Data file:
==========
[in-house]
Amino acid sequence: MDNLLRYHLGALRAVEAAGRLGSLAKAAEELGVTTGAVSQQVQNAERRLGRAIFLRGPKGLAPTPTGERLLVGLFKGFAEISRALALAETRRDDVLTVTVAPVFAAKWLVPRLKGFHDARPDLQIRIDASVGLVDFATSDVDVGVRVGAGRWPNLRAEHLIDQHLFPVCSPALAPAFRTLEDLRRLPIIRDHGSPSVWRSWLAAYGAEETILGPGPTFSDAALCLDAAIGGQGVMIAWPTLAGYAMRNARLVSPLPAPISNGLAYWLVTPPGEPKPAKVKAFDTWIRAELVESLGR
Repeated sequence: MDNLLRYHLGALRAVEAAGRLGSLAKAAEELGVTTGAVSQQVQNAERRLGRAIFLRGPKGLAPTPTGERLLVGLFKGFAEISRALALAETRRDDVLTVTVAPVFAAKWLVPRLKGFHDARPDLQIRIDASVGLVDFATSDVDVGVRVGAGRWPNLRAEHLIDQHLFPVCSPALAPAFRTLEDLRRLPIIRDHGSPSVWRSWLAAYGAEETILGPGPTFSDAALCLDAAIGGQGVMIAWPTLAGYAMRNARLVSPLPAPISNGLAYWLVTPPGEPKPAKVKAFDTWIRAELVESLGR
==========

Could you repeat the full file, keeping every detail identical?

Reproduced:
[in-house]
Amino acid sequence: MDNLLRYHLGALRAVEAAGRLGSLAKAAEELGVTTGAVSQQVQNAERRLGRAIFLRGPKGLAPTPTGERLLVGLFKGFAEISRALALAETRRDDVLTVTVAPVFAAKWLVPRLKGFHDARPDLQIRIDASVGLVDFATSDVDVGVRVGAGRWPNLRAEHLIDQHLFPVCSPALAPAFRTLEDLRRLPIIRDHGSPSVWRSWLAAYGAEETILGPGPTFSDAALCLDAAIGGQGVMIAWPTLAGYAMRNARLVSPLPAPISNGLAYWLVTPPGEPKPAKVKAFDTWIRAELVESLGR
Repeated sequence: MDNLLRYHLGALRAVEAAGRLGSLAKAAEELGVTTGAVSQQVQNAERRLGRAIFLRGPKGLAPTPTGERLLVGLFKGFAEISRALALAETRRDDVLTVTVAPVFAAKWLVPRLKGFHDARPDLQIRIDASVGLVDFATSDVDVGVRVGAGRWPNLRAEHLIDQHLFPVCSPALAPAFRTLEDLRRLPIIRDHGSPSVWRSWLAAYGAEETILGPGPTFSDAALCLDAAIGGQGVMIAWPTLAGYAMRNARLVSPLPAPISNGLAYWLVTPPGEPKPAKVKAFDTWIRAELVESLGR